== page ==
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Mainstreaming climate change adaptation practice into intergrated development plans in South Africa : a case of City of Cape Town, West Coast district and Swartland municipalities.

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“Mainstreaming Climate Change Adaptation into Integrated Development Plans” attempts to highlight the grounds for the current policy-implementation gap in as far as the mainstreaming of Climate Change adaptation practice into Integrated Development Plans is concerned. This study endeavours to determine the inherent cause(s) of this lag within the institutional systems and structures of municipalities as well as other causes that lie in the sphere of intergovernmental relations. A qualitative multiple-case study approach was utilized for this study, to enable an in-depth analysis of the municipalities as complex systems, as it provides tools for researchers to study complex phenomena within their contexts. A multiple or collective case study approach allowed the researcher to analyse within each setting i.e. municipal type and across the municipalities. It allowed the researcher to examine the three different types of municipalities and gain a better understanding of their differences and similarities in as far as Climate mainstreaming is concerned. The results indicate that currently there is a general lag between the provisions of the current national Climate Change policy on mainstreaming climate Change adaptation into development plans and the actual progress on the ground. The study results indicate that despite South Africa’s legislative and policy regime compelling municipalities to act in reducing disaster risks, planning for climate change remains nothing more than sophisticated rhetoric in most municipalities. A clear case of institutional Decoupling; in particular policy–practice decoupling; which occurs when rules or in this case policy imperatives are unimplemented or routinely violated. In all fairness however, the reasons behind institutional decoupling-the decision or omission not to mainstream climate change practice into IDPs as a national government directive and hence allocate resources and implement adaptation interventions is not steeped in malevolence it is however, a case of political expedience.Resources are instead prioritized to service delivery issues that politicians deem as more important than responding to climate.Therefore, considering the centrality of municipalities in the South African sustainable development agenda and the gravity of the Climate Change problem one would expect more resolve in as far as the implementation of Climate Change policies and strategies is concerned.This should include, empowering municipalities both technically and fiscally; need for more political will, more intersectoral and/or intergovernmental cooperation and urgent legislative reforms.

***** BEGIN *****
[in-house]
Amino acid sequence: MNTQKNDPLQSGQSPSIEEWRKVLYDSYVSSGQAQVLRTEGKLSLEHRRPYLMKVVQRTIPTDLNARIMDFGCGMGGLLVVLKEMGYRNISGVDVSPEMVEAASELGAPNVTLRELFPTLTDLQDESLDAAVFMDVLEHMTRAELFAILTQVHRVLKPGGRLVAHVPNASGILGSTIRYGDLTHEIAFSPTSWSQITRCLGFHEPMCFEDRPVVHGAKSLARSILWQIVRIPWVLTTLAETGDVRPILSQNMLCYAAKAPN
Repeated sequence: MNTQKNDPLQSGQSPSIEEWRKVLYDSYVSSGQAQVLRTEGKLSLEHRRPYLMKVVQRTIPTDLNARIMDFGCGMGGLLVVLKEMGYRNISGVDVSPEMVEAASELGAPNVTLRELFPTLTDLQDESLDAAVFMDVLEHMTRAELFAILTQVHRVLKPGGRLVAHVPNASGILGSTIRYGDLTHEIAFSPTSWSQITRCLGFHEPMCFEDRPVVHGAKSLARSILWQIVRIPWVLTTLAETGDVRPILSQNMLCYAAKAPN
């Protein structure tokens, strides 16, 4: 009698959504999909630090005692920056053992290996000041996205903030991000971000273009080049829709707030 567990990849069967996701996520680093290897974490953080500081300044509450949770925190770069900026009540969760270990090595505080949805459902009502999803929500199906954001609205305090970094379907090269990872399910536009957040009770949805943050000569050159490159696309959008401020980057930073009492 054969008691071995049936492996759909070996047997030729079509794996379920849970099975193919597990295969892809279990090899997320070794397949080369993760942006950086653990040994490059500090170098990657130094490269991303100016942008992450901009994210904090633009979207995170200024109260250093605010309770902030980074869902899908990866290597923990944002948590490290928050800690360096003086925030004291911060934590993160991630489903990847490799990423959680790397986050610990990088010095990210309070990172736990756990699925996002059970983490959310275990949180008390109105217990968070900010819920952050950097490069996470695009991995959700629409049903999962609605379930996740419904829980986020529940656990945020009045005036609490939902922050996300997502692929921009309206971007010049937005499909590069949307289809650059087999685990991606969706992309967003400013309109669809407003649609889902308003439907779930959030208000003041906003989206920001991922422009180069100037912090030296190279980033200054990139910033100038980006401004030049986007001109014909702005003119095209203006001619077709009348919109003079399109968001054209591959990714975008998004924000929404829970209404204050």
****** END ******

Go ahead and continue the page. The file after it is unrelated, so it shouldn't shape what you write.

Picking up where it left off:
Masters Degree. University of KwaZulu-Natal, Durban.